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Catesby Tan Brogue Dealer Boot Rubber Stud Sole

5 star rating 7 Reviews

£59.99 £69.99

PT001 TAN 7

Catesby Tan Leather Brogue Elastic Gusset Boot
with Gripping Rubber Sole

Traditional robust 'market Boot with "broguing" cut leather pattern

Fully 'Goodyear Stitch Welted' with a substantial rubber stud sole

Great looking upper in quality, breathing leather with practical hardwearing welted sole, and the pull on ease of deep elastic side gussets

All Leather Upper, Studded Rubber Sole in Dainite Style for superior grip with minimum dirt retention and easy sole clean. The classic good looks of all leather, but with the all weather practicality and grip of rubber

Half leather lined interior

Hand manufactured, but not in the U.K. - hence the outstanding value!
Expect to pay three times as much for a similar U.K. manufactured shoe

Classic Rounded toe for comfort - not narrowly pointed.

Authentic Country Style at a very competitive price!

(Please note that the most recent batch of this boot now has darker shading around the toe and heel which is not shown in the images)

The term Dainite is usually used to describe a studded sole unit made by Harboro Rubber Company Ltd in Market Harborough, England - this sole is not produced by Harboro, but uses the the familiar pattern of this traditional, practical design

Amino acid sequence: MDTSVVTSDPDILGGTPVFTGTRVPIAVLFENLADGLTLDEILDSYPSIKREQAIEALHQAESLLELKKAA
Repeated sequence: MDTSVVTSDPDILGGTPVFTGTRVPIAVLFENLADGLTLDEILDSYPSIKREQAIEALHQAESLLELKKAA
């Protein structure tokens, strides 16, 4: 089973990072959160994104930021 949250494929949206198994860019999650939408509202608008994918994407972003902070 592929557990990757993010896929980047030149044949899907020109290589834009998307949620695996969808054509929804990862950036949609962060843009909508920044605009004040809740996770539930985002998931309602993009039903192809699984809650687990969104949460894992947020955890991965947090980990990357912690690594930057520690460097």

The Brogue (derived from the Old Irish bróg) is a style of low-heeled shoe or boot traditionally characterised by multiple-piece, sturdy leather uppers with decorative perforations (or "broguing") and serration along the pieces' visible edges. Modern brogues trace their roots to a rudimentary shoe originating in Ireland that was constructed using untanned hide with perforations, allowing water to drain when crossing wet terrain such as a bog. Brogues were traditionally considered to be outdoor or country footwear not otherwise appropriate for casual or business occasions, but brogues are now considered appropriate in most contexts. (From Wikipedia, the free encyclopedia)

- A welt is a strip of leather, rubber, or plastic that is stitched to the upper and insole of a shoe, as an attach-point for the sole. The space enclosed by the welt is then filled with cork or some other filler material (usually either porous or perforated, for breathability), and the outsole is both cemented and stitched to the welt. This process of making shoes is referred to as Goodyear welt construction, as the machinery used for the process was invented in 1869 by Charles Goodyear, Jr. the son of Charles Goodyear. Shoes with other types of construction may also have welts for finished appearance, but they generally serve little or no structural purpose. The Goodyear welt is highly regarded for a number of reasons including being relatively waterproof by not allowing water to get into the insole due to the welt-sole construction, the relative ease in which the sole can be replaced, and the fact that the boot can last up to 20 years or longer depending on the treatment and condition of the upper. (From Wikipedia, the free encyclopedia)